'Zama': The World that Colonialism Created

Film Review


In one of the countless revealing scenes of Lucrecia Martel’s fourth film, Don Diego de Zama (a brilliant Daniel Giménez Cacho), the Spanish corregidor stuck in a northeast province in the Rio de la Plata Viceroyalty around the end of the 18th century, finds a group of female Guaraní Indians and their children. A two or three-year-old boy screams ferociously and crawls in circles, like a little lost animal. Don Diego approaches the young woman, who seems to be the boy’s mother, and asks, is he my son? She barely looks at him and nods.   

Guaraní Indians and their mestizo children.

At this point in the film, one has the impression that the only possible offspring that colonial systematic violence, racism, debauchery, and decadence could gestate is a barely human creature, the metaphor of a history that is being assembled in front of our very eyes.


"Zama" is based on Antonio’s Di Benedeto’s 1956 novel of the same name, and as in previous Martel films, tells the story of a contradictory, obscure, and oftentimes confused character, who is both culprit and victim of the very system that classifies, ranks, excludes, and distributes privilege. Don Diego de Zama is portrayed from the very beginning as someone who desperately wants out. He observes with wide eyes and few words, as if there are not many fitting to describe the feeling that the people and places around him are unfailingly rotten. Martel’s ocher palette, closed spaces, shadows, and hand-held camera create an atmosphere that exudes lies, falsehoods, and filth.

Don Diego de Zama with crown officers.

Don Diego wants to be transferred. He is an official, who despite having a brilliant service sheet, occupies a position unworthy of its ability to distance him from his family and impose a heavy economic hardship. The governor (Daniel Veronese) pledges false promises, imposes harsh conditions in exchange for the transfer that never arrives. Don Diego, not without naivité, looks for answers impossible to find in a system where rationality somehow eludes him.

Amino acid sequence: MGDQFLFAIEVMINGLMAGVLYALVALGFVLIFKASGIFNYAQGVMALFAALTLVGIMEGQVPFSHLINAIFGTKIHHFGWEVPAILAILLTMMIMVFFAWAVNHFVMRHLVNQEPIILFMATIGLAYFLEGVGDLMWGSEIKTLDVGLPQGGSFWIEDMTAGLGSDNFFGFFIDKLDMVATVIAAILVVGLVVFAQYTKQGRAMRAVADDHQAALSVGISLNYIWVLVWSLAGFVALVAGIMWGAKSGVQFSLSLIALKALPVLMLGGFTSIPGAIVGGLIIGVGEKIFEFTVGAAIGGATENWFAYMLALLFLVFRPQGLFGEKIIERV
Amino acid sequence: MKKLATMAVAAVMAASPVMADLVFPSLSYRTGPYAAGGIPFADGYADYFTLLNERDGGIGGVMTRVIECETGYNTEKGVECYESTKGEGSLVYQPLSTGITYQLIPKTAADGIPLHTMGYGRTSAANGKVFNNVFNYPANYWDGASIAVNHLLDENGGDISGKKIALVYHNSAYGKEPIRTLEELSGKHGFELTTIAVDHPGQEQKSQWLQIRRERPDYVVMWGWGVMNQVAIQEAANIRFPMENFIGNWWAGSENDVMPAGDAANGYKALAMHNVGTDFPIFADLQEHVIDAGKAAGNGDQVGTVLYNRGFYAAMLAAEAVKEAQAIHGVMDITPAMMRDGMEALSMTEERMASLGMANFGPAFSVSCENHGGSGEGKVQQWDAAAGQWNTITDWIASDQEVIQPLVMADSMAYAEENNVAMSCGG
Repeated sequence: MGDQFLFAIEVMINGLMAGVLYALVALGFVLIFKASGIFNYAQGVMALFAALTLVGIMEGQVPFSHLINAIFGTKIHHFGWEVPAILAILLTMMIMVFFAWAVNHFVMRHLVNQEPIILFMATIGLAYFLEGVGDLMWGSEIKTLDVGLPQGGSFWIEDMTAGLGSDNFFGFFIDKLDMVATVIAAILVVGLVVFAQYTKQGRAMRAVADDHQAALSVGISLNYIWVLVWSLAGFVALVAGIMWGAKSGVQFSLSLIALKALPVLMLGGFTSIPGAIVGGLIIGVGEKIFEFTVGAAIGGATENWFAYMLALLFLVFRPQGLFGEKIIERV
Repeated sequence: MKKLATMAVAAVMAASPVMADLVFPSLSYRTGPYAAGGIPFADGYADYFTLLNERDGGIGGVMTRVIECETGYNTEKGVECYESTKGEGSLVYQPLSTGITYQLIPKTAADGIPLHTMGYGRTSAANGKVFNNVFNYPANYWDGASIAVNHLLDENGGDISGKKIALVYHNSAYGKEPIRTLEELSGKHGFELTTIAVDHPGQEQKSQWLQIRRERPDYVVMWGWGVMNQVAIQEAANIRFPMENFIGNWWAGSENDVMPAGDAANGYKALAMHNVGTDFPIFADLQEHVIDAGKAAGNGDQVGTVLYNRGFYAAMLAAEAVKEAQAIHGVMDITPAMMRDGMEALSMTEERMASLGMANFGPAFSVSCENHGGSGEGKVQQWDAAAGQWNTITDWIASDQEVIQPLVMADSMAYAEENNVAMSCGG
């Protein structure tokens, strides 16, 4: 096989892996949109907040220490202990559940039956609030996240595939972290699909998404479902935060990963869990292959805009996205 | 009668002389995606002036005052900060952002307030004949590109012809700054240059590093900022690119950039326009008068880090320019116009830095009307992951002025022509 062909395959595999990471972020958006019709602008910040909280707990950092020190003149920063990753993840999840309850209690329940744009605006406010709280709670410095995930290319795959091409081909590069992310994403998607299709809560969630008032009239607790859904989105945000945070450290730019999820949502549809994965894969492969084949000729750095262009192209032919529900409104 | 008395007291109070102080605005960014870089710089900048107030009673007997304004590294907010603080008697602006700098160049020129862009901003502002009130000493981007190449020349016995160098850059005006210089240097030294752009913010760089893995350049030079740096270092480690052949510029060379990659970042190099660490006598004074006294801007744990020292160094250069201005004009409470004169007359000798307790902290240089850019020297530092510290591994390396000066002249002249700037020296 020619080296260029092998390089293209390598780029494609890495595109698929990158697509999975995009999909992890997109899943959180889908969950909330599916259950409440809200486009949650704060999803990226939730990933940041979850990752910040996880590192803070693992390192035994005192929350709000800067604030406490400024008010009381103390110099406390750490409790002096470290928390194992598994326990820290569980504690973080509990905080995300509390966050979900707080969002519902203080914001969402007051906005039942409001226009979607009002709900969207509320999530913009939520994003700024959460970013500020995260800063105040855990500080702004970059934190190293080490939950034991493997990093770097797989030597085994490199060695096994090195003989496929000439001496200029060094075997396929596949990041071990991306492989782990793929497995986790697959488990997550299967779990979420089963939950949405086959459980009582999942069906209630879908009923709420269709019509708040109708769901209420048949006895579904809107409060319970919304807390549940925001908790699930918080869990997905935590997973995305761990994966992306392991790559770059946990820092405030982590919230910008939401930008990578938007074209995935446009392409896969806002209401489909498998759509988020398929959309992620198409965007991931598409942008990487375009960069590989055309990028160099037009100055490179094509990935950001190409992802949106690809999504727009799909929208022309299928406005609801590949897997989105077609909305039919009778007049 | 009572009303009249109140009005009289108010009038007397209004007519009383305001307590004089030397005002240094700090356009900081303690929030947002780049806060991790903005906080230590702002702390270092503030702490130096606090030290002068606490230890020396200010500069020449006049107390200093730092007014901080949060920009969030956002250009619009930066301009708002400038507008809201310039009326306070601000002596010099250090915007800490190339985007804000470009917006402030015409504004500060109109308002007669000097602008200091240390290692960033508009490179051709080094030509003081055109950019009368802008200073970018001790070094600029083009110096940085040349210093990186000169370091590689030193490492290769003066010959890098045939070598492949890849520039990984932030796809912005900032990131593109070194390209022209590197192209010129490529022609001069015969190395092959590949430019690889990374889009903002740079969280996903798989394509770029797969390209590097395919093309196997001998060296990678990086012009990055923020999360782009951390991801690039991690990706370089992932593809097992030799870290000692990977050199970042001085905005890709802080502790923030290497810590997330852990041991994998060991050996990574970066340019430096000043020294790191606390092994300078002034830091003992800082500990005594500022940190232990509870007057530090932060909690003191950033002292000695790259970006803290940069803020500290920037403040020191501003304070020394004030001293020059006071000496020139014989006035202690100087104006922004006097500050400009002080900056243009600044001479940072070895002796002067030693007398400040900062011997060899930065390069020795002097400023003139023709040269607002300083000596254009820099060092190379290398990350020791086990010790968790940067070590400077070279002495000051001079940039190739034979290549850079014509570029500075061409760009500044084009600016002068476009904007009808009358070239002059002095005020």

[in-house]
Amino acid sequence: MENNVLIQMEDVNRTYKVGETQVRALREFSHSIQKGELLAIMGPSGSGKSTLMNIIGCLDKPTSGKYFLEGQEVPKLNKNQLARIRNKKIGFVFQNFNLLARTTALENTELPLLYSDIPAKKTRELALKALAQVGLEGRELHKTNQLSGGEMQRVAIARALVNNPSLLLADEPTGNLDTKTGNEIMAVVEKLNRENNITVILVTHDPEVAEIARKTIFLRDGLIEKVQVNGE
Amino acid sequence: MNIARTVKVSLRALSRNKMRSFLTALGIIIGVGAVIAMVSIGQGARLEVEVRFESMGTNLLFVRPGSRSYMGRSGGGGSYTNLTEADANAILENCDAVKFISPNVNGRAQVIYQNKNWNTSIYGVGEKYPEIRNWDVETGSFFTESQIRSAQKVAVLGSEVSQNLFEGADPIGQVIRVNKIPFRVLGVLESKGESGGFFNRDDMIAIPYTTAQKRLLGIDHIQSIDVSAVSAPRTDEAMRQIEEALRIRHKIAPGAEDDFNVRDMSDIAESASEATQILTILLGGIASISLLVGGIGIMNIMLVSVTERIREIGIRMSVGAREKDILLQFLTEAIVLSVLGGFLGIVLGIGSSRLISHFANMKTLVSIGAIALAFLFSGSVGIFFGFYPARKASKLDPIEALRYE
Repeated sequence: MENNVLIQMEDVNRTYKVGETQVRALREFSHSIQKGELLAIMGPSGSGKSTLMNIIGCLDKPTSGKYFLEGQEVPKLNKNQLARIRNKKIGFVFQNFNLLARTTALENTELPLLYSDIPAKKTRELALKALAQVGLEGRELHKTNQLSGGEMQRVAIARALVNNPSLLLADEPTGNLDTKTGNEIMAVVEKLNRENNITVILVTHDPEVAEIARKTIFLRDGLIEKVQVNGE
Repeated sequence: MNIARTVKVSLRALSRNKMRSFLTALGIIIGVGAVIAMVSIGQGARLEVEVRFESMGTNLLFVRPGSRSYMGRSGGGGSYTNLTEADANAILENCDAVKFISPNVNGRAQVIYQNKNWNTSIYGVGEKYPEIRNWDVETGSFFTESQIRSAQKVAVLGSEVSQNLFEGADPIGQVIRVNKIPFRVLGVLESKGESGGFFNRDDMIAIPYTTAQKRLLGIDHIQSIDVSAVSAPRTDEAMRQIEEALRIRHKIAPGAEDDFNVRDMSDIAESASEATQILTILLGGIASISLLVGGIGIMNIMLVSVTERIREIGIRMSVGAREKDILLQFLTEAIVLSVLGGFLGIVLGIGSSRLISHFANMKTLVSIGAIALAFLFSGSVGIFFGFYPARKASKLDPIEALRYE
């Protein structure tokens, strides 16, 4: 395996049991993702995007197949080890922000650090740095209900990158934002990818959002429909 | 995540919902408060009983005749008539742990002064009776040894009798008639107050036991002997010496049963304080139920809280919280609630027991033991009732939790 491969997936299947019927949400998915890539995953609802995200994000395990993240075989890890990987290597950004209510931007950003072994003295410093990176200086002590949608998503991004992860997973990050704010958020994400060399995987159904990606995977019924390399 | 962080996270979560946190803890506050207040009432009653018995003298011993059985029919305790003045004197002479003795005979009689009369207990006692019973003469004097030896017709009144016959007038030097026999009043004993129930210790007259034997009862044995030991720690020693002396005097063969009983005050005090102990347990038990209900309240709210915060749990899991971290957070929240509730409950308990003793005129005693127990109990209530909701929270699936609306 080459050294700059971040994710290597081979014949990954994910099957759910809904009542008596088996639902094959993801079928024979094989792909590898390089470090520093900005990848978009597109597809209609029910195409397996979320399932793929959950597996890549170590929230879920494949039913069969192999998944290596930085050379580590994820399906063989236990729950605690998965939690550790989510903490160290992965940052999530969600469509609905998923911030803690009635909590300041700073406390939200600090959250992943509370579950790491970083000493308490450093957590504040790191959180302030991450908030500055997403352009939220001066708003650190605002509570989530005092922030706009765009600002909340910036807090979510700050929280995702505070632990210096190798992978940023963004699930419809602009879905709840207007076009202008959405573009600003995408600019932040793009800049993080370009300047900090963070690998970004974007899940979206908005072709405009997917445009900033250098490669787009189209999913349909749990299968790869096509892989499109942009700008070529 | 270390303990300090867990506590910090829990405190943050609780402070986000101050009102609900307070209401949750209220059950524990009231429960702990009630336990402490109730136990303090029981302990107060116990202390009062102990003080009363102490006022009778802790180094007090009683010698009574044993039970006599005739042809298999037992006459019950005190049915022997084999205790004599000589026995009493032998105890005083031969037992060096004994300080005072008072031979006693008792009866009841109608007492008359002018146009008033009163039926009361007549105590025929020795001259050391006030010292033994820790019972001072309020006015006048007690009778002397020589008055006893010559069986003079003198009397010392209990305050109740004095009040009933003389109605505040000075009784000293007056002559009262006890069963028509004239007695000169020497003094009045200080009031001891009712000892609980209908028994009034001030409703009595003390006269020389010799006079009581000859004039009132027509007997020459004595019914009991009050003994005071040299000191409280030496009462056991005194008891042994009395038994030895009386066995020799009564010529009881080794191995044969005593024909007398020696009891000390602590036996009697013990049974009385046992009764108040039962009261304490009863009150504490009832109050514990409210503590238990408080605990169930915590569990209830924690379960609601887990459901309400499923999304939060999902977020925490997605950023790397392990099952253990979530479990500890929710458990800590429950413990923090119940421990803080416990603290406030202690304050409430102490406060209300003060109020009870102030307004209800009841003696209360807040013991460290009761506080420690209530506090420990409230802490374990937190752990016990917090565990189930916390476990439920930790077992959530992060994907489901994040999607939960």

He clashes with other officials and is enchanted by Lucia Piñares de Luenga, wife of a rich official and businessman, who entices him with a potential erotic encounter that will not happen. Hypocrisy is the ultimate fabric this world is made of, and Don Diego slowly but certainly walks towards madness.

Lucia Piñares de Luenga and one of her slaves

As in her previous films, Martel brilliantly portrays two worlds that move in parallel to each other: that of Zama and his people, the foreigners to the land who eagerly yearn for slaves and servants; and the inhabitants of that land, who do not need them at all, and are not interested in the stupidity and oppression that the colonial system has to offer. They have their own lives to run and certainly do not need the whites nor desire their company.


In "La Ciénaga" and "La Mujer Sin Cabeza" (The Headless Woman), Martel was committed to showing the false equivalencies and intimacy present in domestic spaces. In "Zama," the servants run the worlds of their masters and owners; without them these worlds would not even be. And despite the vast, infinite doses of daily violence imposed on them, these servants, workers, and slaves survive, grow, expand. Doña Lucia’s Black slave (the brillian Brazilian actress Mariana Nunes) does not speak. She is certainly able to; she simply has nothing to say to her masters.


Throughout "Zama," Don Diego goes through a spiritual, physical, and moral degradation that somehow manifests the decadence that surrounds him. His body deteriorates rapidly, he suffers and falls apart almost impassively, as if there is nothing he wants or could do. It is the disintegration of his world he is witnessing. And at the very end, it is the Indians he barely talks to who rescue him from death.         

A wounded Zama, rescued by the Indians

Martel’s upbringing in the Argentine northeast (the Salta province) makes her a quintessential witness of the intricate world of class and racial differences. For "Zama," her team recruited Qom Indians from Nam Qom in Formosa, Guaraní Indians from Misiones, Blacks from Haiti. What moved her to do so, appears less related to any intention to be authentic in her portrayal, and more to a genuine need for understanding what seems an inexorable trait, i.e. the persistent connection between exploitation and invisibility imposed, relentlessly, on the others of history.


At a time when the Argentine society is going through (yet again) to a cycle of classist and racist politics and public debate, and Mapuche Indians are being criminalized, their lands taken from them, their culture marginalized and reviled, Lucrecia Martel’s "Zama" redefines the meaning of radical political cinema.



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Lucrecia Martel, Spain, Zama